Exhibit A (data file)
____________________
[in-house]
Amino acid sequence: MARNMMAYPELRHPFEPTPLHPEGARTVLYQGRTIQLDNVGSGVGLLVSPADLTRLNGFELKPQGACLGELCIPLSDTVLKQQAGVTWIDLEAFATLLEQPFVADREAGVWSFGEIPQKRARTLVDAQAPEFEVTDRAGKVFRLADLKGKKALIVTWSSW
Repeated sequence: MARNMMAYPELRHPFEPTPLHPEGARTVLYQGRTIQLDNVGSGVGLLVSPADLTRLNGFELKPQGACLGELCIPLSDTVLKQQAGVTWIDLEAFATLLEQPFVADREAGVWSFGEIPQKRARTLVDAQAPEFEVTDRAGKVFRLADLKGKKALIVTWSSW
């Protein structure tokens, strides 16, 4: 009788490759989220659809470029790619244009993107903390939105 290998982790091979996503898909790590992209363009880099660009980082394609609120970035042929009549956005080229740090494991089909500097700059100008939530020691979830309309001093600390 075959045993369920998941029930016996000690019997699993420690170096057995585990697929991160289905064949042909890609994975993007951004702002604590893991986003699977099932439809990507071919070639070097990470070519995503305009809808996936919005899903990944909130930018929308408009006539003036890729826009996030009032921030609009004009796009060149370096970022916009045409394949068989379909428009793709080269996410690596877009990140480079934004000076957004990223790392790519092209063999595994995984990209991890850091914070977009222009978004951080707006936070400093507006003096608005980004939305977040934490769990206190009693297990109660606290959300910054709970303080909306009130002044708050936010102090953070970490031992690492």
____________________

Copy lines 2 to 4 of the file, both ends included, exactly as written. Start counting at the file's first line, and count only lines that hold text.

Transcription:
Amino acid sequence: MARNMMAYPELRHPFEPTPLHPEGARTVLYQGRTIQLDNVGSGVGLLVSPADLTRLNGFELKPQGACLGELCIPLSDTVLKQQAGVTWIDLEAFATLLEQPFVADREAGVWSFGEIPQKRARTLVDAQAPEFEVTDRAGKVFRLADLKGKKALIVTWSSW
Repeated sequence: MARNMMAYPELRHPFEPTPLHPEGARTVLYQGRTIQLDNVGSGVGLLVSPADLTRLNGFELKPQGACLGELCIPLSDTVLKQQAGVTWIDLEAFATLLEQPFVADREAGVWSFGEIPQKRARTLVDAQAPEFEVTDRAGKVFRLADLKGKKALIVTWSSW
């Protein structure tokens, strides 16, 4: 009788490759989220659809470029790619244009993107903390939105 290998982790091979996503898909790590992209363009880099660009980082394609609120970035042929009549956005080229740090494991089909500097700059100008939530020691979830309309001093600390 075959045993369920998941029930016996000690019997699993420690170096057995585990697929991160289905064949042909890609994975993007951004702002604590893991986003699977099932439809990507071919070639070097990470070519995503305009809808996936919005899903990944909130930018929308408009006539003036890729826009996030009032921030609009004009796009060149370096970022916009045409394949068989379909428009793709080269996410690596877009990140480079934004000076957004990223790392790519092209063999595994995984990209991890850091914070977009222009978004951080707006936070400093507006003096608005980004939305977040934490769990206190009693297990109660606290959300910054709970303080909306009130002044708050936010102090953070970490031992690492």